After all, people, including some in the freedom "movement" didn't like it when I came out in favour of Joe Stack killing an IRS supervisor by flying a small plane into the IRS building in Austin, Texas, some years back. (I wrote about it here in TLE, you can look it up.) People, including at least one who pretended he was a libertarian for a time, didn't like it when I exposed the home addresses of federal judges who felt that your car should not ever be safe in your home's driveway from espionage devices. Some of those people were USA Marshalls who demanded that my essay be removed from TLE, and GoDaddy who threatened to close the domain name because of my essay. (I used a terribly clever trick to get their addresses: I looked them up in the published telephone directories for their communities.)

Naturally, I shrugged my shoulders, published the essay in my book Being Libertarian and encouraged Neil and Ken to remove the "offending" essay knowing that dozens of mirror copies would be immediately available on other sites. I also note, for the record, that to date nobody seems to have done anything about those pesky judges who hate freedom and privacy. Presumably fewer hotheads are taking actions based on my writings than some people seem to have feared.

Am I for armed revolution against the system? I think it would be justifiable, certainly, but I don't think it would succeed. Nor, if successful, would it change much. People seem to want a machinery of government and to hear its noises, as Henry David Thoreau pointed out in 1848. So if there were an armed revolution, the victors would set up a new government. And as The Who sang, "Meet the new boss, same as the old boss."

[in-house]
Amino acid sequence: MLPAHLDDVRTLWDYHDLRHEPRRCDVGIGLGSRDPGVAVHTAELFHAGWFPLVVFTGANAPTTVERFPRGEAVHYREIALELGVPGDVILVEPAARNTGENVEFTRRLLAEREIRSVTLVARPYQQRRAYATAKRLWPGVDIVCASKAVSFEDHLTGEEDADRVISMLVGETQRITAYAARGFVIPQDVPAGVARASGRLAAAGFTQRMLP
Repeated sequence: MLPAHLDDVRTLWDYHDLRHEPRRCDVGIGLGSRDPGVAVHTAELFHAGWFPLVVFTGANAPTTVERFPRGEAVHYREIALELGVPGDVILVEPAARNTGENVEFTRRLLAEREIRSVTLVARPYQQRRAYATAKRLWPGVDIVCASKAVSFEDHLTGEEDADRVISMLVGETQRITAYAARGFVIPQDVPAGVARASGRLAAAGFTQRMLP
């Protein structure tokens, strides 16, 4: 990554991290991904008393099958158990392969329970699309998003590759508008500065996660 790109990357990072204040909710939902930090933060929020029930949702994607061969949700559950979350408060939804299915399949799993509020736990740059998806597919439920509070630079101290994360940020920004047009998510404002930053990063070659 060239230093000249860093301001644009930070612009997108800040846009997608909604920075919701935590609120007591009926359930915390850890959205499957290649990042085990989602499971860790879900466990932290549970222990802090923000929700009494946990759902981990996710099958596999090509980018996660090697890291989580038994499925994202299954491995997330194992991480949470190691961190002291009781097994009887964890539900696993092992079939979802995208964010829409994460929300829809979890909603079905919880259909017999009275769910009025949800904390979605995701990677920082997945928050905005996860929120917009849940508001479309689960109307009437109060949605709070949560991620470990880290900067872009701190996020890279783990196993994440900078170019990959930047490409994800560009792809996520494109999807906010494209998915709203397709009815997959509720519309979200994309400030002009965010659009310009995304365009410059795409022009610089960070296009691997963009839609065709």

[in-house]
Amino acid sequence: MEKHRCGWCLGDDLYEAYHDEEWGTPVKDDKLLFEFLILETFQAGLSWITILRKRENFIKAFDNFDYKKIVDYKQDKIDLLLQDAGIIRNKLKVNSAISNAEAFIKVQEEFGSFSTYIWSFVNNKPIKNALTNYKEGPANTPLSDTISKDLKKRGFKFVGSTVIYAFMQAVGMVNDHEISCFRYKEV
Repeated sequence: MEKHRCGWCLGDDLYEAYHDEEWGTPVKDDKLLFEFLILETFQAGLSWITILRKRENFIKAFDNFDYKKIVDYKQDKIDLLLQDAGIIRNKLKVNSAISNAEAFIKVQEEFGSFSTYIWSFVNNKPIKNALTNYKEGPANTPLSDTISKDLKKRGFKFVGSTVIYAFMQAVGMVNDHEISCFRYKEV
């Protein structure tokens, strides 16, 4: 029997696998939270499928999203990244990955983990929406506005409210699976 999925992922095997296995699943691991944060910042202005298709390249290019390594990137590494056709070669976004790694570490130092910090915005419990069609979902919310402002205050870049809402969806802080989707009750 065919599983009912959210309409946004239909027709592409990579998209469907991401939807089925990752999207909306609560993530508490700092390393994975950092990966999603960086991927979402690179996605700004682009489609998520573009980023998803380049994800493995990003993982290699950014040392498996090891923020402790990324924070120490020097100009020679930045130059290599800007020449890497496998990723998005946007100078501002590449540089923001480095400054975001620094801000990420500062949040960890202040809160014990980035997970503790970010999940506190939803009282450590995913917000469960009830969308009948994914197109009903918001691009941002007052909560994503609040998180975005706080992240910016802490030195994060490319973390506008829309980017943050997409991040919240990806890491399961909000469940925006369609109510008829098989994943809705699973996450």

So, what do I want? I don't want an armed revolution. I don't want police brutality. I do want to be let alone. I do want freedom, sovereignty, peace, and justice. And if there were ever any police who wanted those things too, who stopped being police and sought those things, I would most certainly not hate those particular individuals, once they stopped being police.

Why do I want freedom, peace, and justice? Well, after all, I was promised flying cars, trips to the Moon, and a free country. Since the government, the politicians, and the society that I live in refuse to live up to those promises, I'm going to have to obtain them for myself. And freedom, peace, and justice are necessary elements of these other goals.

Another useful question would be: why don't you want freedom, peace, or justice?

Jim Davidson is an author, entrepreneur, and founder of a university. He is an unpaid adviser to the Digital Cash Alliance and is working with a number of tech companies.